If I could find a way to free her, perhaps she would be grateful enough to help me out of a tight spot some day. For the time being, though, if she wanted me to get to the Queen, I had full confidence we would get there, monster or no, even if Laney was along to get in the way. Although why she’d agreed to that still wasn’t clear.
“Leave the monsters to me,” said Laney. “I’ll protect you.”
“Did we have to bring her?” I asked Biadet.
“Of course you did,” said Laney, completely oblivious to my point.
“The Queen is wary of visitors.” I wasn’t sure if Biadet meant Visitors like me, or visitors in general. “And she doesn’t like crowds. When she gets nervous, bad things happen. But she has met the princess before and will not mind her presence. And she will come in useful in… other ways. Princesses always do.”
There was a definite edge to the way she suggested Laney’s usefulness. One that Laney ignored, of course. Did the monsters we were headed towards have a thing for redheads?
“You see, I bring something to this party that no one else can.”
Well, that was certainly true. Something no one else could or should bring.
“What you said about the Queen controlling reproduction, she gets to choose who has babies? For everyone, including Visitors?”
“Ask her yourself,” said Biadet.
“Do you want to make babies, Colin?”
“Not now, Laney, I’m busy.”
“Ooh, later then.”
I probably shouldn’t have left it open-ended like that. Something I’d have to deal with at some point, by getting Jenny to deal with it.
The lift stopped and Biadet slid the iron gate aside. We were in a hall that was not very big. The top of the pyramid was obviously a lot smaller than the base, in case you weren’t familiar with how pyramids work.
Ahead of us were very tall double doors, either side of which stood an equally tall guard. They weren’t quite ogre-size, but they were close.
They wore white boots and gloves and a kind of skirt-cum-loincloth. Their physique was muscular and hairless. Smooth like they’d been waxed and oiled. They didn’t seem very monstrous, other than their height, but their faces were entirely covered by a white cloth that did jut out a bit. Could have been a large nose. Or maybe not. They each carried a halberd with a giant blade about the length of Biadet, and probably just as deadly.
Biadet stepped out and then to the side. I stepped out after her and also went to the side. It was then I noticed that the two guardians of the doors also had tails. Long, pink ones.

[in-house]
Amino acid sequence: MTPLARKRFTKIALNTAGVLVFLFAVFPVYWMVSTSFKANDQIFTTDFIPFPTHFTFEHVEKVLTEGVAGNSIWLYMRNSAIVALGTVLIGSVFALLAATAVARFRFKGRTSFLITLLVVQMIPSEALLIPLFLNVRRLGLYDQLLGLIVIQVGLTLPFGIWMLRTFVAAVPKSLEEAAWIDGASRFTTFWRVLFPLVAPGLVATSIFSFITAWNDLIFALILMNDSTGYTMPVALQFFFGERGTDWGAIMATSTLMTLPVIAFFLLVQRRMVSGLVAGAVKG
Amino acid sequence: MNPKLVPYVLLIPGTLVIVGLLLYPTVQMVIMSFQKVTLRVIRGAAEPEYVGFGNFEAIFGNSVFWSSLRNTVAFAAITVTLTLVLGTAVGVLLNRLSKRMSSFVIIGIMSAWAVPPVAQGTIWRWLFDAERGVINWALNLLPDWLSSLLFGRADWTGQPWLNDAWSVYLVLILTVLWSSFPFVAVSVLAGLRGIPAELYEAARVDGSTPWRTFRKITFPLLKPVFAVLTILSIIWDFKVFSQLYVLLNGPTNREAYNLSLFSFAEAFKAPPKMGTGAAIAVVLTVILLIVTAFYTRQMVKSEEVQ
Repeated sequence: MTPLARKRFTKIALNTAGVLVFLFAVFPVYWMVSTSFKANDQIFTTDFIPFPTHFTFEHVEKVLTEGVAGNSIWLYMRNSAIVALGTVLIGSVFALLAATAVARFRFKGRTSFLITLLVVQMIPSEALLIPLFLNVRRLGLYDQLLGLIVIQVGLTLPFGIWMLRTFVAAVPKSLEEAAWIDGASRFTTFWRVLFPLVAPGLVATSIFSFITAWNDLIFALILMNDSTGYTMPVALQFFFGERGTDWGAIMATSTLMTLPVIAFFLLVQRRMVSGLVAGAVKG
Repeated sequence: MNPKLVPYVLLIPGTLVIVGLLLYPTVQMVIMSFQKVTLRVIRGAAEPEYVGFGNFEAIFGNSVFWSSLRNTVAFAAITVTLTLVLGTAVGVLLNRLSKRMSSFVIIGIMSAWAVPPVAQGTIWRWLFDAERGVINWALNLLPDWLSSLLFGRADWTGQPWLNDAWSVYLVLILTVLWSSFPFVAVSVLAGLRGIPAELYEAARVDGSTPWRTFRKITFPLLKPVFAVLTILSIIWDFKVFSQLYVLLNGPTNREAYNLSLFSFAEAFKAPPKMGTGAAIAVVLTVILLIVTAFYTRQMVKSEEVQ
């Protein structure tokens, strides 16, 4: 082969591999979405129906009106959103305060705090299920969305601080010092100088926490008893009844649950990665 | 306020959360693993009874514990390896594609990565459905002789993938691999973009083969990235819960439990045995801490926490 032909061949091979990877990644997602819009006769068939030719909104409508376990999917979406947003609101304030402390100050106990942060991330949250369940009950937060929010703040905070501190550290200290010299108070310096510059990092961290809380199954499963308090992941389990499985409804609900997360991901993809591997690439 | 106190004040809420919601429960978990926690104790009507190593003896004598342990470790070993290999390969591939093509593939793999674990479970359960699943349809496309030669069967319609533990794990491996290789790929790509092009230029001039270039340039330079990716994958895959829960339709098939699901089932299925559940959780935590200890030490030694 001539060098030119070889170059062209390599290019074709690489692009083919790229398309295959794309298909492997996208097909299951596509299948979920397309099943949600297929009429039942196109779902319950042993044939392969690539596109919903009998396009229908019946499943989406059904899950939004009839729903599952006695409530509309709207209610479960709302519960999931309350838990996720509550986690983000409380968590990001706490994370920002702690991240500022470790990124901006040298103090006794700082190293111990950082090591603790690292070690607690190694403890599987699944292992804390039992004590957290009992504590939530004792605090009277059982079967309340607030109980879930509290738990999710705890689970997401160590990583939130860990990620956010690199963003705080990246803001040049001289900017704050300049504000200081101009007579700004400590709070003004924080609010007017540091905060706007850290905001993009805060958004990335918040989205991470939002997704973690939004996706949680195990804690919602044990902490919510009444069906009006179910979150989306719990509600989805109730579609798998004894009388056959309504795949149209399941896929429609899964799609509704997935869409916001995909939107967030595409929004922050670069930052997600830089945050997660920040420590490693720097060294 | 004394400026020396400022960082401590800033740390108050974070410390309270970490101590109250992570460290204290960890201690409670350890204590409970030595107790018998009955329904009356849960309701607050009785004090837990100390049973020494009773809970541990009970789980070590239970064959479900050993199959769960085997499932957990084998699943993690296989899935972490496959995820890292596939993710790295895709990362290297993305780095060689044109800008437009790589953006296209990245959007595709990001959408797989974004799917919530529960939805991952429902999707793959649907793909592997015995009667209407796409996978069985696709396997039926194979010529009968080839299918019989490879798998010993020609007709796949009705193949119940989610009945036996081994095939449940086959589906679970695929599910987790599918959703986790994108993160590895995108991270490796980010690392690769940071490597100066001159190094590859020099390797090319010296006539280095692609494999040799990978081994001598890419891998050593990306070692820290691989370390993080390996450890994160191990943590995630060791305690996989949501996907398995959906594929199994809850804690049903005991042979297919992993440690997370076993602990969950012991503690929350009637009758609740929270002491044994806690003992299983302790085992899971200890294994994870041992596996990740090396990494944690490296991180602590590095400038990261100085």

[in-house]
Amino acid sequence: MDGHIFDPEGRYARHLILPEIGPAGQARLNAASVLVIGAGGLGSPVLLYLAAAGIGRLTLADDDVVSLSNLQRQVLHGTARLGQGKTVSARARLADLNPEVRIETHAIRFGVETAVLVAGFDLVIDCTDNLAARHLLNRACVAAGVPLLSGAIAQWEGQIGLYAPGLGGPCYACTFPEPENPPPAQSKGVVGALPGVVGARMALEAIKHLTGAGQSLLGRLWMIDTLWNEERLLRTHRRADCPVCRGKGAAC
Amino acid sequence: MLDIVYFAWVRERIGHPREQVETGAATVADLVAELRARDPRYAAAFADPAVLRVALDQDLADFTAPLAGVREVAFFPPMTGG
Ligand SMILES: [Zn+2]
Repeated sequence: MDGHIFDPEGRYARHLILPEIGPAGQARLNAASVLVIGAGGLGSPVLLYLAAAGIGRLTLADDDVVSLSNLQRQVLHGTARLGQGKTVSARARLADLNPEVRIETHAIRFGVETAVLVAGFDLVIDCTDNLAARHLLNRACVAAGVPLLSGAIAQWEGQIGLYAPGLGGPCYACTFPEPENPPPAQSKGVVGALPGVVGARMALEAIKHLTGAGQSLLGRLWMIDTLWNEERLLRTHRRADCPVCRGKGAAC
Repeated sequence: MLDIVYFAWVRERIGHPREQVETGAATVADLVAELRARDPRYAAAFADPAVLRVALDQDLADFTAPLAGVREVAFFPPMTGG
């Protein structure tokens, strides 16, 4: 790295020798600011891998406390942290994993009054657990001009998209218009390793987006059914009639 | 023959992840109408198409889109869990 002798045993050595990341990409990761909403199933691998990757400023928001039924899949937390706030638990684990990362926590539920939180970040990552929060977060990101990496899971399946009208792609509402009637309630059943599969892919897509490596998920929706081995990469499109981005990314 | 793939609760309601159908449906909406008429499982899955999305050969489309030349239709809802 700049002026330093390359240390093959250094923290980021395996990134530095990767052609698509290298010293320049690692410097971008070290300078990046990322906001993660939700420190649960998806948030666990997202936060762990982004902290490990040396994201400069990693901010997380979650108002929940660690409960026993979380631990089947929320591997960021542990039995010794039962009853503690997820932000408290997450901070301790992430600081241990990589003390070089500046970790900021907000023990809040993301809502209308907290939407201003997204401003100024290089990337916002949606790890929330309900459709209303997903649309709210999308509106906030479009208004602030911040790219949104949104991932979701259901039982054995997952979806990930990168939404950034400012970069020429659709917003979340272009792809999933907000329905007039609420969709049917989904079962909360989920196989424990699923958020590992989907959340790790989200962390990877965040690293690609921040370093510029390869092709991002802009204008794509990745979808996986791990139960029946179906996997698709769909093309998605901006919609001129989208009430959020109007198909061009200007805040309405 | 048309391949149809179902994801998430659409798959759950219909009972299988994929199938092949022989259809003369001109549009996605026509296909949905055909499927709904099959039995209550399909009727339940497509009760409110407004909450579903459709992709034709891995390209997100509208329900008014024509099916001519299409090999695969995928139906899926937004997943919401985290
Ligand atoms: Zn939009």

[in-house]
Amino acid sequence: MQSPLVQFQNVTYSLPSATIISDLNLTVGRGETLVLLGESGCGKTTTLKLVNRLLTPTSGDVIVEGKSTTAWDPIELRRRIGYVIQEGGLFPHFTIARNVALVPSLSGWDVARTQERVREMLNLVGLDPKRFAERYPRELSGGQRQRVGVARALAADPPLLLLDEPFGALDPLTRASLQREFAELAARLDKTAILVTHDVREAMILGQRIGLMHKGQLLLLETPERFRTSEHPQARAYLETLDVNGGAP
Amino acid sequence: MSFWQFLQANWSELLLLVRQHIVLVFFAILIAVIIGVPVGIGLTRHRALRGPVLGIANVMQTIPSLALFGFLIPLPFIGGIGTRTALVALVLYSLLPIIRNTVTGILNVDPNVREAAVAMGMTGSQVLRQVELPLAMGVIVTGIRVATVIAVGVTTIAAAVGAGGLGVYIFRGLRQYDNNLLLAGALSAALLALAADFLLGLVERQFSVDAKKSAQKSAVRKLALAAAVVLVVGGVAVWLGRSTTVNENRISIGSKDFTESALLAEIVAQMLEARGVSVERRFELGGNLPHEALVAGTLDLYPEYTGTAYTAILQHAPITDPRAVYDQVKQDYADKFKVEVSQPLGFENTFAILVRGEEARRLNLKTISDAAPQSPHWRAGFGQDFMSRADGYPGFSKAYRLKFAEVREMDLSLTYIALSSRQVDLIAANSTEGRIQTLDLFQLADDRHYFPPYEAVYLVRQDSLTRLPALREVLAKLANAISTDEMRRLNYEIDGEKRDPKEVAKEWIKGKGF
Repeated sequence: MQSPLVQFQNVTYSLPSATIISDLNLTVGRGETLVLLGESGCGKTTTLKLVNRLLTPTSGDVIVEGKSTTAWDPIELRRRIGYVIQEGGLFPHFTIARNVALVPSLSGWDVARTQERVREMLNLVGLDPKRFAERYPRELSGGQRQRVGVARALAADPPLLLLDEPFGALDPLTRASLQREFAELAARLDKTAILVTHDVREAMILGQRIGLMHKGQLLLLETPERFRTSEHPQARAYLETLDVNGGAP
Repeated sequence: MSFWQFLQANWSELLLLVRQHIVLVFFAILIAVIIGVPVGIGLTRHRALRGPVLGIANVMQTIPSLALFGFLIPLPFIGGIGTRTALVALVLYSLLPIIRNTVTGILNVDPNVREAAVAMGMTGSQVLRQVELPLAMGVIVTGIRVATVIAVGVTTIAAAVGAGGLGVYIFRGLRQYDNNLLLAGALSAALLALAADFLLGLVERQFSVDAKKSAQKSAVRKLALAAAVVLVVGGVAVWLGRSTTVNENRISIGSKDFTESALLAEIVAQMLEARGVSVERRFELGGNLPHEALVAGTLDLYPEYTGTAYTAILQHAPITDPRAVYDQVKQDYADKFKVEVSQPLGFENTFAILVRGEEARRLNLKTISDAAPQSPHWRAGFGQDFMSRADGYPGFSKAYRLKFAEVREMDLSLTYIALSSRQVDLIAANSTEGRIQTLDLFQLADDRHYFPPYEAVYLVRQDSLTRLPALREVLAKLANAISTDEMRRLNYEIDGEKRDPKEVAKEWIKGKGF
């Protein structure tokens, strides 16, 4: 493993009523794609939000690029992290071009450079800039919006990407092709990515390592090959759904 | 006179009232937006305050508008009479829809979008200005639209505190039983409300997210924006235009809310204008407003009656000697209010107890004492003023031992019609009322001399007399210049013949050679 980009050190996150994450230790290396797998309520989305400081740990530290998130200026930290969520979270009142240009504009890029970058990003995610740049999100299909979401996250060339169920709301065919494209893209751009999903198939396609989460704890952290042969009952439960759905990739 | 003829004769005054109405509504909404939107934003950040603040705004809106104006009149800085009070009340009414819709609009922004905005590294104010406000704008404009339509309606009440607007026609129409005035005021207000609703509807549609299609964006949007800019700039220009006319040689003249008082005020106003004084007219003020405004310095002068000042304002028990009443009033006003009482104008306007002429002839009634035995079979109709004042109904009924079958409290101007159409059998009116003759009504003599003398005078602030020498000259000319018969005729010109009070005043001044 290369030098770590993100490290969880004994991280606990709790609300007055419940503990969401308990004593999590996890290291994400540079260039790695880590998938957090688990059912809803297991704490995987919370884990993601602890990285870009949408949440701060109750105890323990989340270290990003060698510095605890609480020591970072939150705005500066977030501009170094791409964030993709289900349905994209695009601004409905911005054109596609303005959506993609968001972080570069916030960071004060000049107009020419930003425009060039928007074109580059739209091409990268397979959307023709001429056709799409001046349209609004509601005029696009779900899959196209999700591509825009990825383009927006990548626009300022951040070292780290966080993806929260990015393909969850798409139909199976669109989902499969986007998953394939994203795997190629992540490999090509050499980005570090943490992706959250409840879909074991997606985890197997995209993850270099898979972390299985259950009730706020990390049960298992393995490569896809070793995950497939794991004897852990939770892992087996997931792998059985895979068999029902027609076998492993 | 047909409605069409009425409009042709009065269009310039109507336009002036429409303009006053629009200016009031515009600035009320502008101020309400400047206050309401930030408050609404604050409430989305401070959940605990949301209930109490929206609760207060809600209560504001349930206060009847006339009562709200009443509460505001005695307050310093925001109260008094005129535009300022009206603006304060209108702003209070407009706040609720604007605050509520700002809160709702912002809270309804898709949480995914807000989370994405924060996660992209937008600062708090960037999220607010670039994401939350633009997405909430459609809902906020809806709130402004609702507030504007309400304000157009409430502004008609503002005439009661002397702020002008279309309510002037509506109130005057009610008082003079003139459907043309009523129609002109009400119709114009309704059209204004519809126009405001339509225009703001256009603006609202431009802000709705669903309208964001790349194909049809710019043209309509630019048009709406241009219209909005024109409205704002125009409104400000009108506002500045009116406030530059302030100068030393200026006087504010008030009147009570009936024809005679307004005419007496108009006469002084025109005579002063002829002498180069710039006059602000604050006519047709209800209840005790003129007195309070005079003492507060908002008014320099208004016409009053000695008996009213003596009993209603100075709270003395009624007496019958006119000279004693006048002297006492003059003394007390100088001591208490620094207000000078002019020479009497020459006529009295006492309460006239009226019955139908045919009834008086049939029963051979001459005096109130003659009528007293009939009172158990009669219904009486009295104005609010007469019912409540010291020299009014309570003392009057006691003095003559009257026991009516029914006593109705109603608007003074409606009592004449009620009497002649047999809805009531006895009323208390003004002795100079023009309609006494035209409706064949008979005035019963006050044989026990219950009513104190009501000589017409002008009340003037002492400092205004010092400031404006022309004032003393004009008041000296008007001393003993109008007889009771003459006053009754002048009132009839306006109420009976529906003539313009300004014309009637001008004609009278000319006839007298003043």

Laney stepped out and went to the middle of the hall.
“Pfft. They don’t look like monsters to me.” She drew her sword. The guardians did not move or react in any way.
“Are they rats?” I asked Biadet. She didn’t respond, but I got the feeling it was an affirmative silence. “Why are there rats up here? I thought the Queen’s Guard were anti-vermin.” I snapped my mouth shut and turned to the ratmen. “Sorry. No offence.” They remained as impassive as ever. They could easily have been statues.
“I’ll take the one on the left,” said Laney. She giggled with excitement.
“Aren’t you going to take care of this?” I asked Biadet.
Biadet shook her head. “The princess can deal with a couple of guards. Head on.”
I caught an evil glimmer in Biadet’s eyes. This was revenge for being hit from behind. I thought it was a little too gallant of her not to take umbrage at how she had been knocked out.
“You want them to kill her?”
“If she lets them. Thank you for healing me, by the way. I appreciate it.”
“Oh, so you owe me then. I can expect you to pay me back?”
“I already have,” said Biadet. “After they have taken care of her, I will bring you to the Queen.”
“Come, Colin,” said Laney, grinning. She didn’t seem to have any problem with being set up.
“What exactly do you see in front of you, Laney?”
“The same as you. Two men of average height and no doubt average ability.”
“What about their tails?”
She looked over her shoulder at me, her grin bouncing into a frown and back. “Tails? What tails?”
Laney didn’t see what I and Biadet saw. Although, even if she had, I doubt she’d act any differently. As bonkers as she was, you had to admire her relentless stupidity in the face of danger. Preferably from a distance.
“Good luck, Princess,” said Biadet, the hint of a smile on her lips.
“Won’t need it, midget.”
“Can’t we just knock?” I said. “Maybe the Queen wants to see us.”
“Hyeaahhh!” screamed Laney as she charged. It was going to be a massacre.
“Stop!” squeaked Nyx. He was standing on the other side of the lift. He hadn’t been in there with us, I was fairly certain, and there were no other exits that I could see.
Laney did stop and the guardians moved for the first time. They turned to look at each other.
“Where did you come from?” I asked him.
“Secret door.” He pushed the wall behind him and it swung open.
“You’ve been here before?”
“Yes, I live here. It was my mother who sent me to join you.” He was a lot less timid than usual.
“Your mother… The Queen is your mother?” It was possible, but why send him to spy on me? “So you aren’t a rat? It’s a disguise or a geas or whatever?”
He shook his very rat-like head. “No disguise, and a geas doesn’t work on your kind. I am as you see, Nyx Hura’nyx, seventh son of the seventh litter.”
It didn’t make any sense, and then it did. “The Queen is a rat?”
“Come, let us greet her. You two, open up there.”
The two guardians both half-turned and pushed each side of the door open.
“They’re of the first litter,” Nyx whispered as he walked past me. “Very strong, thick as boat planks.”
Laney gave me a confused look. I gave her one back. Biadet just looked disappointed.
“Come,” said Nyx, waving us to follow him. “I couldn’t bear to see any of you hurt and I do so want you to meet mother.” He walked back to take me by the elbow to help me along. “And,” he whispered, “you may be the only one who can stop her.”